Derek Chauvin: George Floyd murder suspect released from jail on $1m bail
The former US police officer charged with the murder of unarmed black man George Floyd has been released from prison on bail.
Derek Chauvin posted a $1m (£774,000) bond and was released on Wednesday morning, court records show.
The white officer was filmed pressing his knee on Mr Floyd’s neck for almost eight minutes before he died on 25 May.
Mr Floyd’s death led to global protests and calls for police reform, spurred by the Black Lives Matter movement.
Mr Chauvin was fired from his job and now awaits trial in March next year on charges of second-degree murder and manslaughter. Three other officers were also fired and charged with aiding and abetting murder.
All four officers accused in connection with the killing of Mr Floyd in Minneapolis, Minnesota, have now posted bail and are free until their trial next year.
Chauvin had been at the maximum-security prison in Oak Park Heights, Minnesota, since late May.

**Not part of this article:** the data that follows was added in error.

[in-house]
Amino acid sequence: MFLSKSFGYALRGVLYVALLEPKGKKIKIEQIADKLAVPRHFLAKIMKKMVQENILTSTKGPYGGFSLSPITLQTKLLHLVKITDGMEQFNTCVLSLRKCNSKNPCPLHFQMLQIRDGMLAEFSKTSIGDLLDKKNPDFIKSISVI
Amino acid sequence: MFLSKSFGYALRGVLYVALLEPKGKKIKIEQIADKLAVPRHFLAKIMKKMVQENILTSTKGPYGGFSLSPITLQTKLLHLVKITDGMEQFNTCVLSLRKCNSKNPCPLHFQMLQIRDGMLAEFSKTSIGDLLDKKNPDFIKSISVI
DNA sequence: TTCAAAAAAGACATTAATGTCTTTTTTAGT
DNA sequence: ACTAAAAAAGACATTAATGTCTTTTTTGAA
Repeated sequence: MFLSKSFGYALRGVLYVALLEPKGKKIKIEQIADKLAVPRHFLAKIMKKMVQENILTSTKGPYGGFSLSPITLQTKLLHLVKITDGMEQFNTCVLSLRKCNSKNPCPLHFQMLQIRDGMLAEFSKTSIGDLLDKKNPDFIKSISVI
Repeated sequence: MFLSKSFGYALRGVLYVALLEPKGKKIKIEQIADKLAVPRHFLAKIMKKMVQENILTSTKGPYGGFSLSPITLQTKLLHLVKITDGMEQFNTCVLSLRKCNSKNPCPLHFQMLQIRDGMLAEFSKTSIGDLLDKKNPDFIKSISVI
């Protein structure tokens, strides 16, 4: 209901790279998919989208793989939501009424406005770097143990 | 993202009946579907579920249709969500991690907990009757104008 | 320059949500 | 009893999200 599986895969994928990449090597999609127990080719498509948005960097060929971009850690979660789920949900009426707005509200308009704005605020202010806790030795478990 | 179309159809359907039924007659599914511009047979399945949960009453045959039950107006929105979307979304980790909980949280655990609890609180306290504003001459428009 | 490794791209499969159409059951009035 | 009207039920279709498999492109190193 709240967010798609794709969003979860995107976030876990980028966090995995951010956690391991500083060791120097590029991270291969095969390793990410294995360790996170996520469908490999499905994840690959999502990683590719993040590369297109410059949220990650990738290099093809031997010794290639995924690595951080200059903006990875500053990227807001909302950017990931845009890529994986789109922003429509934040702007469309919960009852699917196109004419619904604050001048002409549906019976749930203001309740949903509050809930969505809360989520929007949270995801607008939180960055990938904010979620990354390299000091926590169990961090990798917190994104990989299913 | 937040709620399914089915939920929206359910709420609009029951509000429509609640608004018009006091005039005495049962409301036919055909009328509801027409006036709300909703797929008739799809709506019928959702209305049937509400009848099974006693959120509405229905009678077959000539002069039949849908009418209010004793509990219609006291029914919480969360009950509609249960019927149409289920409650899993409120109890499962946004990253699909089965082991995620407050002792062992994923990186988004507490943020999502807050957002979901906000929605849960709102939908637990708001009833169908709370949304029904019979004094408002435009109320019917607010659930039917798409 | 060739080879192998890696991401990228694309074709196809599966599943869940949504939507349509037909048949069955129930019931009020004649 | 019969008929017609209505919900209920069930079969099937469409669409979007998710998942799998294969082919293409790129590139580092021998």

In June, a judge set a bail of $1.25m with no preconditions, or $1m with conditions which include Mr Chauvin not contacting Mr Floyd’s family, surrendering his firearms and not working in law enforcement or security as he awaits trial.
Mr Chauvin was released on conditional bail, which court records showed was guaranteed by a bail-bond agency, CBS Minnesota reported.
In the US, bail-bond agents promise to pay authorities the full bail amount for defendants if they cannot afford do so or fail to appear at court.
Mr Chauvin was released from custody shortly before 11:30 local time (17:30 GMT) on Wednesday, according to the Hennepin County Sheriff’s Office.
Currently, all four accused officers are scheduled to face trial together in March, but a judge is considering trying them separately.
The incident that led to their prosecution highlighted deep wounds over racial inequality in the US.
The Black Lives Matter demonstrations – some of which turned violent – became a central political issue in the run up to November’s presidential election in the US.